All marketers need to be aware of the effect of globalization, technology, and deregulation. Rather than try to satisfy everyone, marketers start with market segmentation and develop a market offering that is positioned in the minds of the target market. To satisfy the target market's needs, wants, and demands, marketers create a product, one of the 10 types of entities (goods, services, experiences, events, persons, places, properties, organizations, information, and ideas). Marketers must search hard for the core need they are trying to satisfy, remembering that their products will be successful only if they deliver value (the ratio of benefits and costs) to customers.
Every marketing exchange requires at least two parties—both with something valued by the other party, both capable of communication and delivery, both free to accept or reject the offer, and both finding it appropriate or desirable to deal with the other. One agreement to exchange constitutes a transaction, part of the larger idea of relationship marketing. Through relationship marketing, organizations aim to build enduring, mutually satisfying bonds with customers and other key parties to earn and retain their long-term business. Reaching out to a target market entails communica tion channels, distribution channels, and selling channels. The supply chain, which stretches from raw materials to the final products for final buyers, represents a value delivery system. Marketers can capture more of the supply chain value by acquiring competitors or expanding upstream or downstream.
In the marketing environment, marketers face brand, industry, form, and generic competition. The marketing environment can be divided into the task environment (the immediate actors in producing, distributing, and promoting the product offering) and the broad environment (forces in the demographic, economic, natural, technological, political-legal, and social-cultural environment). To succeed, marketers must pay close attention to the trends and developments in these environments and make timely adjustments to their marketing strategies. Within these environments, marketers apply the marketing mix—the set of marketing tools used to pursue marketing objectives in the target market. The marketing mix consists of the four Ps: product, price, place, and promotion.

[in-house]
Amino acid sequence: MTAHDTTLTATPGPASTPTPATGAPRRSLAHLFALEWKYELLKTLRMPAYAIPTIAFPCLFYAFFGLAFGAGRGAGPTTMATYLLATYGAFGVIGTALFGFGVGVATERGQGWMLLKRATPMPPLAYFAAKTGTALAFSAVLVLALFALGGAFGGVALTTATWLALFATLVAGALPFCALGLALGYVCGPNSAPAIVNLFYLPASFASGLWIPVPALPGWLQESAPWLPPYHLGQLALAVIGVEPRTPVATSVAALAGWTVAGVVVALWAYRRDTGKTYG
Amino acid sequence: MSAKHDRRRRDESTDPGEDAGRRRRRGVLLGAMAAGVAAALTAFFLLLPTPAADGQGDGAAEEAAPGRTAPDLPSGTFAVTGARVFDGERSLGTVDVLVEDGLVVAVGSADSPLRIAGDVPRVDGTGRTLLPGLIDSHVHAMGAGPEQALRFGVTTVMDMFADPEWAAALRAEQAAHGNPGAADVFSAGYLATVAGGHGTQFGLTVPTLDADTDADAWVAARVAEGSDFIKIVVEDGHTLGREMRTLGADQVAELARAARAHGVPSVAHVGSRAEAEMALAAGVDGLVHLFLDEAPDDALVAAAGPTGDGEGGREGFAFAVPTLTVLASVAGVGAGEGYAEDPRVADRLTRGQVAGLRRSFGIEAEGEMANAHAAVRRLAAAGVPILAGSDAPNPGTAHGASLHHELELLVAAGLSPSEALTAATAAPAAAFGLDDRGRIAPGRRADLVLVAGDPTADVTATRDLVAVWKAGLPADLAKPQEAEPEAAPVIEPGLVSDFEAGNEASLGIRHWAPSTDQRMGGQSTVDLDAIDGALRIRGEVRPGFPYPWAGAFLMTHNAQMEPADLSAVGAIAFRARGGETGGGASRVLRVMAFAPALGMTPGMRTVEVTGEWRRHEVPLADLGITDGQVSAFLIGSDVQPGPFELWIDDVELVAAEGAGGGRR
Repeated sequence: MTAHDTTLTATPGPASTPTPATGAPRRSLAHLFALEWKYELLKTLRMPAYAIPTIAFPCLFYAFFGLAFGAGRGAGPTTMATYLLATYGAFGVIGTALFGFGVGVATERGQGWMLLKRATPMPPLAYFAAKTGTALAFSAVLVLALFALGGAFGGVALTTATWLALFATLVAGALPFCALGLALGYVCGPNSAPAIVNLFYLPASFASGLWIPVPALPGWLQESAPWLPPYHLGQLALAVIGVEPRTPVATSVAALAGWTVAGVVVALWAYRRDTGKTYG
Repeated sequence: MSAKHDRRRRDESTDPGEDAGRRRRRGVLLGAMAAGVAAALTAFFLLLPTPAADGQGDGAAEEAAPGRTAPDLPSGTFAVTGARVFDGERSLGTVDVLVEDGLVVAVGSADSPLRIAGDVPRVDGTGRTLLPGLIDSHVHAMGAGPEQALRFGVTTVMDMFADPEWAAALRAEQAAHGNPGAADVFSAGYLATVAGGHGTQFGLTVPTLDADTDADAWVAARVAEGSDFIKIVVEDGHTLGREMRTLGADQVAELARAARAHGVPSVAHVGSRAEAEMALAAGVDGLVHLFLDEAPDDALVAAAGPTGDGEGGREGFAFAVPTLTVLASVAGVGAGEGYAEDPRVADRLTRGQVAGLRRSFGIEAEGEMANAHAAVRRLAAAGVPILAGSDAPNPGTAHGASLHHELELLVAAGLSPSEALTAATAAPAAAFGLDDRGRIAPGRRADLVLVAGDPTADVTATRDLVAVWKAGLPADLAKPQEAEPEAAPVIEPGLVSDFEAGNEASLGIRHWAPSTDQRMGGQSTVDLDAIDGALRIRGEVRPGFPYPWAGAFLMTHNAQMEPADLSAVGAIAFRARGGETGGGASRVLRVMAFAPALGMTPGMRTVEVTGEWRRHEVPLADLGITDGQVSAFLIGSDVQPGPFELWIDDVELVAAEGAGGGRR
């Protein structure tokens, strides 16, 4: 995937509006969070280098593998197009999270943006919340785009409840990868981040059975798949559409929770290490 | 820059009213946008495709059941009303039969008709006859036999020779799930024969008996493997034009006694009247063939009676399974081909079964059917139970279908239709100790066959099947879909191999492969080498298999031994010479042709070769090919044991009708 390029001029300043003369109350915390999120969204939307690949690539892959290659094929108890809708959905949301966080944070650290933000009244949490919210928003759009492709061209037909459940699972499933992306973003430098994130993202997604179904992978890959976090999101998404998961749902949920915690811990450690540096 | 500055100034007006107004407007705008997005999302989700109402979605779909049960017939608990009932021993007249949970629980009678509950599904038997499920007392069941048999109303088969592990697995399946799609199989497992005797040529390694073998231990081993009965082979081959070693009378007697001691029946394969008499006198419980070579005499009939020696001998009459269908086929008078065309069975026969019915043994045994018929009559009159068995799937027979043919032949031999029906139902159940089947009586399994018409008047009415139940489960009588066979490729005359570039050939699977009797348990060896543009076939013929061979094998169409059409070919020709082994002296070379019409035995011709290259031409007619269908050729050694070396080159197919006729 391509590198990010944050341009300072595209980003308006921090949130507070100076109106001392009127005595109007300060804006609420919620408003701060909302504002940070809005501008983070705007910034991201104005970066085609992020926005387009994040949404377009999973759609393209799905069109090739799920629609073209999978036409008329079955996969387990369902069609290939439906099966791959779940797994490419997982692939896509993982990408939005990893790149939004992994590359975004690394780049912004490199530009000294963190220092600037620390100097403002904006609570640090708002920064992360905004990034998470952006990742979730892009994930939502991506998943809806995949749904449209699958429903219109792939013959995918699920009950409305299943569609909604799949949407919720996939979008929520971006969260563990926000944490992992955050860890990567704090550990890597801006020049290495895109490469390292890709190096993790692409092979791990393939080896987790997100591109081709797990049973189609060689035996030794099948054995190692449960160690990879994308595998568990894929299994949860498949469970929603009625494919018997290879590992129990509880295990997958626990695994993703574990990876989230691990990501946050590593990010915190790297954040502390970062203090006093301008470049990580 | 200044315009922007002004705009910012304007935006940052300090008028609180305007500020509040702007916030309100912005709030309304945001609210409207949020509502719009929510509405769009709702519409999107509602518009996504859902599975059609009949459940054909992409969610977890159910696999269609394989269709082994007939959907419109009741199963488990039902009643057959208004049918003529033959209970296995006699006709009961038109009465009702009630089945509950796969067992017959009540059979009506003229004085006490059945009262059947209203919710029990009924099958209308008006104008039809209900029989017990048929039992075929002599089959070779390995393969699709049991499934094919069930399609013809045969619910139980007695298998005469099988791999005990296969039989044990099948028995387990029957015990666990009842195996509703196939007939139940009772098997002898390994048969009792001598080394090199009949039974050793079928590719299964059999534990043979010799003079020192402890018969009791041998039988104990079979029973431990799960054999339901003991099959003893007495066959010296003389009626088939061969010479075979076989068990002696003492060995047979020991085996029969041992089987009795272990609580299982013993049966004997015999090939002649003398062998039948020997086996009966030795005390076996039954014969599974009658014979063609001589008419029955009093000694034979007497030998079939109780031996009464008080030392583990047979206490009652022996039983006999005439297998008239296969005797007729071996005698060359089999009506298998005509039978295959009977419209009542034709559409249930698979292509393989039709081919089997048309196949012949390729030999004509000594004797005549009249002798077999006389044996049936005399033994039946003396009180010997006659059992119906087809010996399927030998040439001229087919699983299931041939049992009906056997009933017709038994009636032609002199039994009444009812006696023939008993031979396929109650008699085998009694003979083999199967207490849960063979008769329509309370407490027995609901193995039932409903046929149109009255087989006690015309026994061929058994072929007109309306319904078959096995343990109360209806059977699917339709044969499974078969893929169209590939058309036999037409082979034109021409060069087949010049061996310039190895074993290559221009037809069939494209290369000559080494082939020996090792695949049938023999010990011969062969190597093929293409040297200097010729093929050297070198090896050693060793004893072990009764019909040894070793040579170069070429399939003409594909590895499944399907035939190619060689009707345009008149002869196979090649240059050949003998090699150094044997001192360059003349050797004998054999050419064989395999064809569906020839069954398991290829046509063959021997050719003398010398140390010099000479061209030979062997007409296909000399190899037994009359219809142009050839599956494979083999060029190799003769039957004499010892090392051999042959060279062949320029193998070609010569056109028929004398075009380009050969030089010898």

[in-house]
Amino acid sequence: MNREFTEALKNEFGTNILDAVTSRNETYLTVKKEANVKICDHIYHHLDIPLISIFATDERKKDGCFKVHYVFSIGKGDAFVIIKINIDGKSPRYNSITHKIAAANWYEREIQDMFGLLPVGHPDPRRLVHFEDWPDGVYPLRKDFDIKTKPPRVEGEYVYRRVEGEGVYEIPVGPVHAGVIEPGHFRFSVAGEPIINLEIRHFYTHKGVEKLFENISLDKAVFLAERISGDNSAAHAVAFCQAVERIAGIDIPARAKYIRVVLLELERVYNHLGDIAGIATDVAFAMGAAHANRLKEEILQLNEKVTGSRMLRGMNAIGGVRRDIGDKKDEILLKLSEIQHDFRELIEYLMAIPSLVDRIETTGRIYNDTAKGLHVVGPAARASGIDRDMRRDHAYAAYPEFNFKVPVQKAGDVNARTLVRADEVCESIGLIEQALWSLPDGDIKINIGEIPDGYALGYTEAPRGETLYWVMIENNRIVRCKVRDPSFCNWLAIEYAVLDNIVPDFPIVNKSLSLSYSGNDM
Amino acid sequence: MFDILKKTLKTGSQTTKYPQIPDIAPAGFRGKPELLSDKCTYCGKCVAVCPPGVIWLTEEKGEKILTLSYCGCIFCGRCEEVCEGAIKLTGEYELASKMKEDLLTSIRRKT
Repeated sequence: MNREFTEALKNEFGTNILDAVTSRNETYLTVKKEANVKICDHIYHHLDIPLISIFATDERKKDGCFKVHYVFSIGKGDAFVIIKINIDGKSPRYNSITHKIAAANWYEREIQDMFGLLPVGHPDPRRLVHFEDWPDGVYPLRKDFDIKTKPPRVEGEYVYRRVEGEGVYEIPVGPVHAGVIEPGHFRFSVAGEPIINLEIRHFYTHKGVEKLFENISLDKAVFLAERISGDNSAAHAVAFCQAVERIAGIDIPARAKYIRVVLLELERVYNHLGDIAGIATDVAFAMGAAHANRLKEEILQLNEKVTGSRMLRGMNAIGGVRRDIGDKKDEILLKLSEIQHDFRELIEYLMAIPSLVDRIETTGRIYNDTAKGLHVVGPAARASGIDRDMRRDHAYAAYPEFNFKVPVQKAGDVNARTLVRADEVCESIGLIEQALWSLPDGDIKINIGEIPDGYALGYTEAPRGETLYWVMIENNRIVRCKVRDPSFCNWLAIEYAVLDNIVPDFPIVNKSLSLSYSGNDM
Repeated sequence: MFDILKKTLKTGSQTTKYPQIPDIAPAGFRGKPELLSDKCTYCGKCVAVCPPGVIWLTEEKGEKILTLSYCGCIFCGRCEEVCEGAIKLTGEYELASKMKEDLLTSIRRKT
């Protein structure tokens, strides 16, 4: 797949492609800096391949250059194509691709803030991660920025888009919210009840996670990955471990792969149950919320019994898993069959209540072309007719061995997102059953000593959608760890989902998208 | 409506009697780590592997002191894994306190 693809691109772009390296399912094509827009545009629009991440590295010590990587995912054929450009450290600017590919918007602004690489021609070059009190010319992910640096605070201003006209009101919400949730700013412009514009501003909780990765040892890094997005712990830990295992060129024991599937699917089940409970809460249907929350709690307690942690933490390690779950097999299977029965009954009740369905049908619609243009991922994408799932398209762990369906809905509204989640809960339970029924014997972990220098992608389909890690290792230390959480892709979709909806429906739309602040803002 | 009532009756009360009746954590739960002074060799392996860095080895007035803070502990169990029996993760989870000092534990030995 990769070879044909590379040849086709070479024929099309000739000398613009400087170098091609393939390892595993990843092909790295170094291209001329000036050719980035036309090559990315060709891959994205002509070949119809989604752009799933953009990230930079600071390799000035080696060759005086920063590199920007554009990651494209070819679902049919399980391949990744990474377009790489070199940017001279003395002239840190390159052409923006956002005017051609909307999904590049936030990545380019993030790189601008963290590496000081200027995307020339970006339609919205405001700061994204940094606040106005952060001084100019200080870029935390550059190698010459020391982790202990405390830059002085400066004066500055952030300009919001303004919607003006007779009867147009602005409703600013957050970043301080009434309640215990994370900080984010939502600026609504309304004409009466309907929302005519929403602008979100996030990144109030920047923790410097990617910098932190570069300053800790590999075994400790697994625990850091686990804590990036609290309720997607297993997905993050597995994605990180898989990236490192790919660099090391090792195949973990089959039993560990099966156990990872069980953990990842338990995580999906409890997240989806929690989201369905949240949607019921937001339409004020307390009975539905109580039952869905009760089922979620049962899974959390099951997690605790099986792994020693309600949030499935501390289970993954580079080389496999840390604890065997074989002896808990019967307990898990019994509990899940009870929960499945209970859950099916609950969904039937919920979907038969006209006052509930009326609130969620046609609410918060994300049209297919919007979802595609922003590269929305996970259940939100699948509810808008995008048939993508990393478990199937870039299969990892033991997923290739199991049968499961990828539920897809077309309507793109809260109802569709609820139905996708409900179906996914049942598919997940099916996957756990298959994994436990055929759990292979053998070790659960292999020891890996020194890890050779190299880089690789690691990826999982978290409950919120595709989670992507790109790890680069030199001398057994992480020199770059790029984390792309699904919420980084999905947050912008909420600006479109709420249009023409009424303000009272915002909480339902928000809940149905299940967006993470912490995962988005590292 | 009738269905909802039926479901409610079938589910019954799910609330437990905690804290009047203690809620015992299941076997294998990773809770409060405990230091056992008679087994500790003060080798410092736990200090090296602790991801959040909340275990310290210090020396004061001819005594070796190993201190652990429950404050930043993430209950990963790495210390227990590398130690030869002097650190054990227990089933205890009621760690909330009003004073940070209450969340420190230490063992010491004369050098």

Companies can adopt one of five orientations toward the marketplace. The production concept assumes that consumers want widely available, affordable products; the product concept assumes that consumers want products with the most quality, performance, or innovative features; the selling concept assumes that customers will not buy enough products without an aggressive selling and promotion effort; the marketing concept assumes the firm must be better than competitors in creating, delivering, and communicating customer value to its chosen target markets; and the societal marketing concept assumes that the firm must satisfy customers more effectively and efficiently than competitors while still preserving the consumer's and the society's well-being. Keeping this concept in mind, smart companies will add "higher order" image attributes to supplement both rational and emotional benefits.
The combination of technology, globalization, and deregulation is influencing customers, brand manufacturers, and store-based retailers in a variety of ways. Responding to the changes and new demands brought on by these forces has caused many companies to make adjustments. In turn, savvy marketers must also alter their marketing activities, tools, and approaches to keep pace with the changes they will face today and tomorrow.
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